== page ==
Researching rare, unusual, or unique items to sell on eBay can be tricky. Most eBay sellers are conditioned to check completed listings for pricing information. But if the item is rare or one of a kind, there may not be any comps to compare it to. Here are a few strategies for researching items when eBay sold items don't provide the needed information.
1. Check Active Listings
Completed listings may not have many results for Items limited in quantity. If that is the case, the next step is to look at active listings. But look carefully. Examine the seller and determine if the seller has experience in that particular niche.
For example, if you are selling a mid-century modern vase, and can't find one like it in completed listings, check actives. If you find a similar one in active listings, look at the seller's other items. Do they specialize in mid-century modern, or vases? Do they have an established account with a healthy feedback number indicating they are an experienced seller? If so, their pricing may be spot-on, and you can use it as a guideline. On the other hand, if the seller is new, doesn't have much feedback, doesn't seem to specialize in a niche, or has sloppy listings with poor titles and photography, don't use their pricing as a guide.
2. Check Etsy for Vintage, Retro & Handmade Item Pricing
Etsy is an online marketplace with a completely different feel than eBay. It is an artisan community with handmade items, vintage items, or custom-made items. Many times, the exact same item will be for sale on eBay and Etsy — and priced much higher on Etsy. eBay is known as the "garage sale of the internet," while Etsy has more of a boutique feel.
You may see your rare item on Etsy and can take pricing cues from there. Unfortunately, there isn't an easy way to see completed listings on Etsy. There are tedious workarounds posted on various Etsy forums and blogs, but Etsy does not provide information on completed sales. If the item you are researching is on Etsy, try pricing close to that price with Best Offer on eBay.
3. Check Google for Blog Posts About the Item
Blogging is a huge industry and bloggers in a specific niche are passionate about their topics. For example, let's say you have some vintage Pyrex to sell and can't find an exact match on eBay or Etsy. Try searching Google for the pattern, and you may find a blog about it.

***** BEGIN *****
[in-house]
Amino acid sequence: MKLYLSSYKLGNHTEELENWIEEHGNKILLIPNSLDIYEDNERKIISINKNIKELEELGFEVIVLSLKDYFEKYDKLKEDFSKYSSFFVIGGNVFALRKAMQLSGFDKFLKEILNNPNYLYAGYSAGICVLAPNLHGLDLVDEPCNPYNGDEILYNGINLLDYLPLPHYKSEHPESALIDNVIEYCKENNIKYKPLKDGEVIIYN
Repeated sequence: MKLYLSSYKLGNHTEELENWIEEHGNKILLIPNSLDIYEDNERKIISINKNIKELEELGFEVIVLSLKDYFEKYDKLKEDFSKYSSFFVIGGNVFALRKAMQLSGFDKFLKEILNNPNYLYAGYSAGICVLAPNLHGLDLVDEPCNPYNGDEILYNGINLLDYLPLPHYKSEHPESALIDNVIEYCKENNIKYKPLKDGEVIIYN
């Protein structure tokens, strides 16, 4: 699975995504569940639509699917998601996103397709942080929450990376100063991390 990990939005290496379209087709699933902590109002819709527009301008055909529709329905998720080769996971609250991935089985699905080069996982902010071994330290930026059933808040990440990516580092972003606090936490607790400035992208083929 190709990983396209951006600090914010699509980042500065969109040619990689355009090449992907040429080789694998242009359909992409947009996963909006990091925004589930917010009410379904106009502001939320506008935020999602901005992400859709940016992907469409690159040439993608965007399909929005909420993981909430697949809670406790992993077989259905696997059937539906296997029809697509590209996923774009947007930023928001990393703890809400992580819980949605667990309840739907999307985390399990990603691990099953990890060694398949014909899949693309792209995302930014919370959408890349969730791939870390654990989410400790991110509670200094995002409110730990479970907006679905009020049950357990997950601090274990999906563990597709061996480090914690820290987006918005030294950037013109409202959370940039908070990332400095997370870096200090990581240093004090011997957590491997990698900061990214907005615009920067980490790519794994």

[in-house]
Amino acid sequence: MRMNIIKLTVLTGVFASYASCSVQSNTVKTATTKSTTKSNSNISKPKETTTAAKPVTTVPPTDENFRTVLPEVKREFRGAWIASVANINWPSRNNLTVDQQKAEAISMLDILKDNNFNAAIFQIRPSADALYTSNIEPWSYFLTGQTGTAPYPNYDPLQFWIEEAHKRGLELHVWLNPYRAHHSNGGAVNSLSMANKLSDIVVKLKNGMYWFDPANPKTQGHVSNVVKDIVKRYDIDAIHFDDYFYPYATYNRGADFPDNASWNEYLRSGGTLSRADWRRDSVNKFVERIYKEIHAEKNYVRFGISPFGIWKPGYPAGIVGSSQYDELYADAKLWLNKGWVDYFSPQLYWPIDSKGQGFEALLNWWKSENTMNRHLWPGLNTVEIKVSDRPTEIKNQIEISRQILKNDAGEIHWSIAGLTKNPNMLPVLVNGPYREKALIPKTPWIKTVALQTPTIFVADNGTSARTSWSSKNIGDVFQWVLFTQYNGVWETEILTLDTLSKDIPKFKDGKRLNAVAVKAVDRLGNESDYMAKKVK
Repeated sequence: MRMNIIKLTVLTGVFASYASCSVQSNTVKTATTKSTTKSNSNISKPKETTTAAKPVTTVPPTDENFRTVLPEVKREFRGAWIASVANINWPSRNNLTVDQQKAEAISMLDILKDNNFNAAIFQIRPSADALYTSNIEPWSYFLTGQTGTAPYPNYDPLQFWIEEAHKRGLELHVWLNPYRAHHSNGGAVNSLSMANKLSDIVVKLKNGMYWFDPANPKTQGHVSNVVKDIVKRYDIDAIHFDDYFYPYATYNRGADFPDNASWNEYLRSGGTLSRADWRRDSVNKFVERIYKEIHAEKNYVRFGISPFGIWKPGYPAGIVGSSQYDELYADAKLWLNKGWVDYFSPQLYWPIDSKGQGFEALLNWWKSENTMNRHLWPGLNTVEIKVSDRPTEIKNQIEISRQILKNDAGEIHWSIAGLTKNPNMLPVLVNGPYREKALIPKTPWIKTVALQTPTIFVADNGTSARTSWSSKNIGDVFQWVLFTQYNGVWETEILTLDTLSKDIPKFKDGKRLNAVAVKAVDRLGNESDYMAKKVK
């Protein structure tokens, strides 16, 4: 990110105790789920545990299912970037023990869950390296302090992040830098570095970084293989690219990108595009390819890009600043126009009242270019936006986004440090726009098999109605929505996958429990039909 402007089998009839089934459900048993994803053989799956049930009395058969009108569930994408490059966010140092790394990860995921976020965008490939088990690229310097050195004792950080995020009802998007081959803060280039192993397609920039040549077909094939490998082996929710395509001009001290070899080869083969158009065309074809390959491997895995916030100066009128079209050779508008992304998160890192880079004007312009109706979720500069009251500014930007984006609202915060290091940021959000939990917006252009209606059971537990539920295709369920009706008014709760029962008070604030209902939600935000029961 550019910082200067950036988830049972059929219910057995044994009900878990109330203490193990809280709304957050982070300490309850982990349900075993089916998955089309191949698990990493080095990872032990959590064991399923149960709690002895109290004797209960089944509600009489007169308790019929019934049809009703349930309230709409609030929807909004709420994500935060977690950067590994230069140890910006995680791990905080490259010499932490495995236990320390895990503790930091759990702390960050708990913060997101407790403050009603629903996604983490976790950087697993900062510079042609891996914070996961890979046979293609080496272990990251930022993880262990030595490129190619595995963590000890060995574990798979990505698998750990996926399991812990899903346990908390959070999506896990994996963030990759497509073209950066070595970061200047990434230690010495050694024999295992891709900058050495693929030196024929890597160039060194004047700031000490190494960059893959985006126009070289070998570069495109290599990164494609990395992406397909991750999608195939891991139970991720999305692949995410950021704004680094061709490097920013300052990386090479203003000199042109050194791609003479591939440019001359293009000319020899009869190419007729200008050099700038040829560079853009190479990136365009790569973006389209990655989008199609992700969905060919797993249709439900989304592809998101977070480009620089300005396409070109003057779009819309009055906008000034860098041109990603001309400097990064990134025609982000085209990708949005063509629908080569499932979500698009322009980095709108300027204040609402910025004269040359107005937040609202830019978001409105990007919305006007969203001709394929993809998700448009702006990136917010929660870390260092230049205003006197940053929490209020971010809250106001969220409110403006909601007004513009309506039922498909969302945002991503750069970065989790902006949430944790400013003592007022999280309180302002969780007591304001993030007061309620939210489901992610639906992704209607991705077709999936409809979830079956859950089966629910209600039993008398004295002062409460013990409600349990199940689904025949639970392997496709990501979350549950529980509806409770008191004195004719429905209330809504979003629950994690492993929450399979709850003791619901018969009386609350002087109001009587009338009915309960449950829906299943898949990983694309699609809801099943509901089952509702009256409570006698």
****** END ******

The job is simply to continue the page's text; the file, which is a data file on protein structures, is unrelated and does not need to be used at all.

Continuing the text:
Even though the blogs may be inactive, they may still have the pricing information you need, so read through any posts that appear on a Google search.
4. Check Pinterest for Style Guides and Vocabulary Charts
Clothing styles can be confusing even for people who regularly sell clothes. You may have an item and not even know the right words to enter into the search engine. If you aren't sure of the style of an article of clothing, shoes, or handbag, check Pinterest for style guides, which are infographics that show a drawing or image of a style of clothing and the terminology used to describe that item. For example, a dress could be a:
- Empire waist
- Drop waist
- Wrap dress
Keywords are very important in a search, so you want to make sure you use the word that buyers are searching for.
5. Consider Worthpoint
The WorthPoint website says: "WorthPoint Corporation is the largest resource for researching, valuing and buying/selling antiques, art, and vintage collectibles." The Worthpoint database now has over 1 billion images and is an excellent resource for finding values for items that are rare or unusual.
Since eBay completed listings only go back 30 days, a comparable item, or even the exact item, could have sold months or years ago and not be accessible on eBay's history. Worthpoint's data goes back since its inception. If you sell a lot of collectibles, vintage items, or antiques, a monthly subscription is a good investment to help with proper pricing.
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